That’s 15-20 hours a week (60 hours a month, conservatively) lost to schlepping from house to car to railroad parking ..with a long walk to the platform. Then: train, subway and how many blocks to your office. ..never mind sometimes shoveling snow to start that whole process. With a Teddy’s, you work or rest door-to-door each way.

Try just a slice to start: Grab another commuter from your ‘social bubble’ and share the ride each day. Try 3 days a week, maybe only inbound – at least that cuts your exposure to crowded trains in half those days. We had two Goldman guys do that for years – they met their Teddy’s driver at the Westport train station three mornings a week for the ride in – at a great discount – and took the train back home. The hardest part was how to split their Teddy’s Platinum Reward Miles. Want to see some math on this? Contact sales@teddyslimo.com.

Hotel Stays can be Safe: CDC cited

A pandemic record 800,000 travelers passed through TSA airport security Sunday, August 9. As well, daily trip counts at Teddyslimo.com continue to climb a little more every week and we are prepared for a big increase in business travel after Labor Day.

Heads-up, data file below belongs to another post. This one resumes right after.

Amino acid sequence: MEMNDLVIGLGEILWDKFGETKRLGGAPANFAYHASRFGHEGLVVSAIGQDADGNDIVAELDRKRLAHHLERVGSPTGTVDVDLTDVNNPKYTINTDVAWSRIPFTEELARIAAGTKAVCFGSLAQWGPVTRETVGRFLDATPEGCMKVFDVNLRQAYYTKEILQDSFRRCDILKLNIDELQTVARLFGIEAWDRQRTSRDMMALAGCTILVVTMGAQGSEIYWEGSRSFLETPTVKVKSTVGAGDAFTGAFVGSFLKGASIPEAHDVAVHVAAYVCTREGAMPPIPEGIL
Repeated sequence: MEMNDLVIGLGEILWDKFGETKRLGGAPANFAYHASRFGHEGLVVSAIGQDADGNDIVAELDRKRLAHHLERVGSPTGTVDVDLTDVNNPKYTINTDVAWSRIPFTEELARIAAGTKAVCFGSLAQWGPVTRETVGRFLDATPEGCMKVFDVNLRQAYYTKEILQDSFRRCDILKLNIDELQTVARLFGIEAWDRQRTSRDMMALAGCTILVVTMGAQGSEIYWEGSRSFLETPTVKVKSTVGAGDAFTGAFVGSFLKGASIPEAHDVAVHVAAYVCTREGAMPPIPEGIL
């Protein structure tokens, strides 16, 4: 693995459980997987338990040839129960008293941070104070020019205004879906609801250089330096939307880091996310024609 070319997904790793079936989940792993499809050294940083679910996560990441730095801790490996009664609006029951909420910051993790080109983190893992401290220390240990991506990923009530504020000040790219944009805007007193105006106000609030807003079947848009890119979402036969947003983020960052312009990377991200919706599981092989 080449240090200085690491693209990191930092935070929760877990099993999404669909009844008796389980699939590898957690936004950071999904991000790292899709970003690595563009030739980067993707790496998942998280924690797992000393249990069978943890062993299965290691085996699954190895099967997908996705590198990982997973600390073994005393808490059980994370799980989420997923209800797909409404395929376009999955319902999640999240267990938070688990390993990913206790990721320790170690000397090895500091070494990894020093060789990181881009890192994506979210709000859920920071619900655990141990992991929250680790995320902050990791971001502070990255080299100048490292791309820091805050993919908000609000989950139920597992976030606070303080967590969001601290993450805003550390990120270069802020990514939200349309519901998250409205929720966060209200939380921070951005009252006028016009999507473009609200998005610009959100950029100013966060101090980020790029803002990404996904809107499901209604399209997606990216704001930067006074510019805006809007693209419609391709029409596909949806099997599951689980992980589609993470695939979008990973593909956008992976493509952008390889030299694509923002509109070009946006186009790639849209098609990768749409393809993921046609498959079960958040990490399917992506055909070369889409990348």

So, if you are feeling the pressure to dip your toes back into your business-travel routine soon, for a successful Q4, rest assured we professional business travel partners are looking out for you.

“Anything that we do that exposes us to other people is potentially risky, hotel stays included. But if proper precautions are taken, then it’s unlikely that they’re among the most risky things people could be doing,” Caitlin Howell, a chemical and biomedical engineer at the University of Maine, told Business Insider.

“Aspects of hotel stays that put people close together, such as talking with other patrons or exercising in a small space with others, are more likely to be risky than sleeping in a room,” she said. “…the risk of catching COVID-19 during a hotel stay is low if it’s properly cleaned.”

Well-run hotels and car services, like Teddy’s, are disinfecting services before every guest.

More at Business Insider.